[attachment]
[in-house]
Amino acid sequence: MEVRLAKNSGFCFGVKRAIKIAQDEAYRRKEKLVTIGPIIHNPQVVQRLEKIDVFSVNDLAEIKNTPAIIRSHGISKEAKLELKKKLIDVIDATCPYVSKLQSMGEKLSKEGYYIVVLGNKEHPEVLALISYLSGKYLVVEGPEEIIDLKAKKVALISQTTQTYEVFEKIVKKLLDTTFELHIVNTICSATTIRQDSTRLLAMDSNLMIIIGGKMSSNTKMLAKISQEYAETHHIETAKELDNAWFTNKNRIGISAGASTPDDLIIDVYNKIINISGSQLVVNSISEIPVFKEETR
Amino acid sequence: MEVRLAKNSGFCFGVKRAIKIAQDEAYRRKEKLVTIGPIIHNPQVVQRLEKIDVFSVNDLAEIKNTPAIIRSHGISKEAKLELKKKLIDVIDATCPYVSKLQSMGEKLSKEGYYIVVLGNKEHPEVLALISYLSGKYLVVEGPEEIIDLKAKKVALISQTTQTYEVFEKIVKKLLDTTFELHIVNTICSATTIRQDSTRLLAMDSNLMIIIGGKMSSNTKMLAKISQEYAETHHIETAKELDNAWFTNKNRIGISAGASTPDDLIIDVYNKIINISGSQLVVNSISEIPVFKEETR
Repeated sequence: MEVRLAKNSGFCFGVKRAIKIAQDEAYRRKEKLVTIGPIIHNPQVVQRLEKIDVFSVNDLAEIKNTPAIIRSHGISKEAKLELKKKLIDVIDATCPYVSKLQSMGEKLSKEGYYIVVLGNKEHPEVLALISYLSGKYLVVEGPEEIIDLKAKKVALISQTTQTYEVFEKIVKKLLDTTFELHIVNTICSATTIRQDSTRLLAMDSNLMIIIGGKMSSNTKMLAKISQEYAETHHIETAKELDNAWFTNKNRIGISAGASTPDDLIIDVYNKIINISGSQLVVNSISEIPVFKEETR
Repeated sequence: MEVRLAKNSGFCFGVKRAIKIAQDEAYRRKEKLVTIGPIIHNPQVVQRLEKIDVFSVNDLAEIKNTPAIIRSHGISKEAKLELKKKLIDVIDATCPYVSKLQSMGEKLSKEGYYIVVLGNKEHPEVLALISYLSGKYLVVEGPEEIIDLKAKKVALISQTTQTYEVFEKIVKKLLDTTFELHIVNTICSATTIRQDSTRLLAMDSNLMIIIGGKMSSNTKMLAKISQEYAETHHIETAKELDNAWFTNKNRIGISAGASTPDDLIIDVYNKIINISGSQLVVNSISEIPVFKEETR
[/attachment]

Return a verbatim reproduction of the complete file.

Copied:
[in-house]
Amino acid sequence: MEVRLAKNSGFCFGVKRAIKIAQDEAYRRKEKLVTIGPIIHNPQVVQRLEKIDVFSVNDLAEIKNTPAIIRSHGISKEAKLELKKKLIDVIDATCPYVSKLQSMGEKLSKEGYYIVVLGNKEHPEVLALISYLSGKYLVVEGPEEIIDLKAKKVALISQTTQTYEVFEKIVKKLLDTTFELHIVNTICSATTIRQDSTRLLAMDSNLMIIIGGKMSSNTKMLAKISQEYAETHHIETAKELDNAWFTNKNRIGISAGASTPDDLIIDVYNKIINISGSQLVVNSISEIPVFKEETR
Amino acid sequence: MEVRLAKNSGFCFGVKRAIKIAQDEAYRRKEKLVTIGPIIHNPQVVQRLEKIDVFSVNDLAEIKNTPAIIRSHGISKEAKLELKKKLIDVIDATCPYVSKLQSMGEKLSKEGYYIVVLGNKEHPEVLALISYLSGKYLVVEGPEEIIDLKAKKVALISQTTQTYEVFEKIVKKLLDTTFELHIVNTICSATTIRQDSTRLLAMDSNLMIIIGGKMSSNTKMLAKISQEYAETHHIETAKELDNAWFTNKNRIGISAGASTPDDLIIDVYNKIINISGSQLVVNSISEIPVFKEETR
Repeated sequence: MEVRLAKNSGFCFGVKRAIKIAQDEAYRRKEKLVTIGPIIHNPQVVQRLEKIDVFSVNDLAEIKNTPAIIRSHGISKEAKLELKKKLIDVIDATCPYVSKLQSMGEKLSKEGYYIVVLGNKEHPEVLALISYLSGKYLVVEGPEEIIDLKAKKVALISQTTQTYEVFEKIVKKLLDTTFELHIVNTICSATTIRQDSTRLLAMDSNLMIIIGGKMSSNTKMLAKISQEYAETHHIETAKELDNAWFTNKNRIGISAGASTPDDLIIDVYNKIINISGSQLVVNSISEIPVFKEETR
Repeated sequence: MEVRLAKNSGFCFGVKRAIKIAQDEAYRRKEKLVTIGPIIHNPQVVQRLEKIDVFSVNDLAEIKNTPAIIRSHGISKEAKLELKKKLIDVIDATCPYVSKLQSMGEKLSKEGYYIVVLGNKEHPEVLALISYLSGKYLVVEGPEEIIDLKAKKVALISQTTQTYEVFEKIVKKLLDTTFELHIVNTICSATTIRQDSTRLLAMDSNLMIIIGGKMSSNTKMLAKISQEYAETHHIETAKELDNAWFTNKNRIGISAGASTPDDLIIDVYNKIINISGSQLVVNSISEIPVFKEETR